In the OT, god's words were vocal. They were authority and the message to his chosen people. They were important. People didn't listen to the authority of the his words, so they sinned. Word-meaning message from god.

    In the NT, jesus christ was born. When he was baptized, god (his father) gave him the authority to speak in his father's behalf and sharing the same divinity of his father (my father and I are one). As such, christ became the Word of god not of christ.

    Christ became the word of god. Not the word of Christ. OF meaning christ's words came from the only person who can take ownership of those words which is god the father (why do you ask me, everything I speak of comes from my father who sent me).

    On that note (I had to cut it short due to space)

    Word meaning message-god's message of salvation. Since no one can see god, he sent his son as an representation (or image) of himself-the word-so that others can witness the Word/god's message and be saved through christ-the message of salvation.

    As such, John is speaking of jesus christ-the savior sent by god. Word of god; son of god. And so forth.

    None says Jesus IS god.

    Of course the Word (God's message) was with him. He was the one that has the message of salvation. In order for christians to be saved, he couldn't send the message by himself as he tried in the OT because people continued to sin. So, he sent an image of his words (Meaning, he is the origin/father of the message of salvation) by jesus christ in the flesh.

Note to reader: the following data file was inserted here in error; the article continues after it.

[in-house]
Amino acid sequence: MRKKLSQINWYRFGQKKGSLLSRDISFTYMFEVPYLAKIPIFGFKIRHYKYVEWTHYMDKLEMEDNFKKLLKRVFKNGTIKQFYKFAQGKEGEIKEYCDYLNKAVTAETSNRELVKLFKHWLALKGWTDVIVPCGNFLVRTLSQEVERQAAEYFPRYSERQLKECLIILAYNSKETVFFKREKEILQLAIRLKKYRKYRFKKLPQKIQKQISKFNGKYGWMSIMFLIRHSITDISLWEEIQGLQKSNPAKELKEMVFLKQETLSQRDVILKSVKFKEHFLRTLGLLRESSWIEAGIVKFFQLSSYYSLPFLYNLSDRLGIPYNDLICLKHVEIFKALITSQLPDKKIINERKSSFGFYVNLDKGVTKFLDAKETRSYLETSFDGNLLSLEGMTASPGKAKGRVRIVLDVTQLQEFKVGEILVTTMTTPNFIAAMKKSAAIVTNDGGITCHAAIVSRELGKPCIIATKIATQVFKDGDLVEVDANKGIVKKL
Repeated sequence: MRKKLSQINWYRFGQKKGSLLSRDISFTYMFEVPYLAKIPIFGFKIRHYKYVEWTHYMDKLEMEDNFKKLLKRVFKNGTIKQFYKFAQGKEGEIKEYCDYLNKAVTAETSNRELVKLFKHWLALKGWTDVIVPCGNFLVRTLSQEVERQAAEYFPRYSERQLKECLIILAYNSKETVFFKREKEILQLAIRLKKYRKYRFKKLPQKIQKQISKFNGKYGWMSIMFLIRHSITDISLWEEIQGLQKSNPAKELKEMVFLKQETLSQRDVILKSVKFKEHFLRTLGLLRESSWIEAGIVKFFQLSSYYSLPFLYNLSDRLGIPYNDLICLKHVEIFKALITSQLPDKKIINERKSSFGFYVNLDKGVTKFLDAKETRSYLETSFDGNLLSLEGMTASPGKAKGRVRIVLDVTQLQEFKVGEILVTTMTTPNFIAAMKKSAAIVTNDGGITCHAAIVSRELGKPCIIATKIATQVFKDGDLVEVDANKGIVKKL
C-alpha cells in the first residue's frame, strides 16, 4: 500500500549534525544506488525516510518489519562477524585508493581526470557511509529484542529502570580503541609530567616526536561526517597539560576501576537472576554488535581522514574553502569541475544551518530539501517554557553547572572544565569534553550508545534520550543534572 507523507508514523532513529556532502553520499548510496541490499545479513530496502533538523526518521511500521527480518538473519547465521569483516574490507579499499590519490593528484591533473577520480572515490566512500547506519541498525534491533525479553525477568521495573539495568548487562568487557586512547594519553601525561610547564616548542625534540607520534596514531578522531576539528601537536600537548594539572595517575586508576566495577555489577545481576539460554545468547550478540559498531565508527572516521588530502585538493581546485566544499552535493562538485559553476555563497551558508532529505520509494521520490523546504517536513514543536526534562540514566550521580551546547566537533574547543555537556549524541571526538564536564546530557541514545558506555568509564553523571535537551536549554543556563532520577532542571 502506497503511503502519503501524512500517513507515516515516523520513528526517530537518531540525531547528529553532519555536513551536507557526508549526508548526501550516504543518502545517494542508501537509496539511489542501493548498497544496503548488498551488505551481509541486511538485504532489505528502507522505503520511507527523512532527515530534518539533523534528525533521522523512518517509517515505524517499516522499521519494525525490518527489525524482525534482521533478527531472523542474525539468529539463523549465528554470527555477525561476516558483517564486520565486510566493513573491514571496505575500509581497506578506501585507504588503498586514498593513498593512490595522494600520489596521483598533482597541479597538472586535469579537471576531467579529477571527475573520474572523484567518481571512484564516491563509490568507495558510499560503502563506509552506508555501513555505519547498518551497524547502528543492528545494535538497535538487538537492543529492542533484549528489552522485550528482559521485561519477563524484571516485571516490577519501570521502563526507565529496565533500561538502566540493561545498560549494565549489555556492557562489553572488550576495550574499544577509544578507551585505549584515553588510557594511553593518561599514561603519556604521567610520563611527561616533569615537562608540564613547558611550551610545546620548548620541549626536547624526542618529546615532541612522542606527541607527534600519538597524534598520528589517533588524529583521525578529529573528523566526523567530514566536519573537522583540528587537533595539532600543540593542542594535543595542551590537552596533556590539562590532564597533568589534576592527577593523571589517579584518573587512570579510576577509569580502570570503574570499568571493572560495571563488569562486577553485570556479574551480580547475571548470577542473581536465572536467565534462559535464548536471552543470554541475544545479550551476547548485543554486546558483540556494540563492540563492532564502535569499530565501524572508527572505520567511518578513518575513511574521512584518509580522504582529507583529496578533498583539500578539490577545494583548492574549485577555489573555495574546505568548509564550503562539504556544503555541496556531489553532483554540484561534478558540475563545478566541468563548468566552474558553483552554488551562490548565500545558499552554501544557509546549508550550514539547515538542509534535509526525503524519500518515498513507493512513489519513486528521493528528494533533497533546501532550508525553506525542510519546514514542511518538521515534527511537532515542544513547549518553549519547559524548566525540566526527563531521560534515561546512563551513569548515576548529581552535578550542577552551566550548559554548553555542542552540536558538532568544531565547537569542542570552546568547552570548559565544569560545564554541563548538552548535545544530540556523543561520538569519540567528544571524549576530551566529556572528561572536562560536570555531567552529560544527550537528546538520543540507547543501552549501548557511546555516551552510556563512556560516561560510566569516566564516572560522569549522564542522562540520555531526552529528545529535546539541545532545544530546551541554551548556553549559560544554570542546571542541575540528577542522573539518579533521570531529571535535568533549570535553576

It's a metaphor of the authority and message of god in the flesh.

    God can't testify on his own behalf. So Jesus/the message of salvation came from god (just as your words come from your mouth) instead of vocally as in the OT, but through flesh so that people like yourself can be saved since you can't see god the father face to face.

    This is speaking of the message of god. Jesus christ, the flesh, is a metaphor for the message of salvation. Hence the term "jesus the savior." Whenever you hear referrence to jesus christ, think of it as the message from god.

    Son of god.
    Son of man
    Image of god

    and so forth.

    The Word-the authoritative message of god the father-is invisible. You can''t see words. In the OT people didn't obey the words of god. People tried to "see his face" and was turned to salt.

    So, god made his word flesh. He created a full, one hundred percent human being, and by baptism gave him (not himself) the authority to speak on his behalf. The speach-the words-from jesus (and jesus said himself) does not come from Jesus but from his father. From meaning the origin isn't from jesus.

    Of course the Word (the message of god) is eternal.

    Don't mistake that for human flesh, though. You're not saved by sacrifice in the flesh but in the spirit. Once you see jesus as god, you make jesus an idol. You're being saved by flesh when only the spirit can be saved-that's the message. Flesh is sin. Spirit is not.

    Repeat from above.

    Hence why there needed to be a visible image of god's Word/message.

    It is very easy to understand. It doesn't invalidate jesus purpose and who he is. It just means because he is flesh, he can actually die like humans can and be resurrected as god promised he would do for christians.

    The only way that can happen is to believe that jesus is the savior, as the son of god. Once you think jesus-the flesh-saves you, you make jesus an idol.

    Jesus and moses and god taught against that.

    Why do you call me good. The only good comes from the father who sent me.
     
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  7. Rick B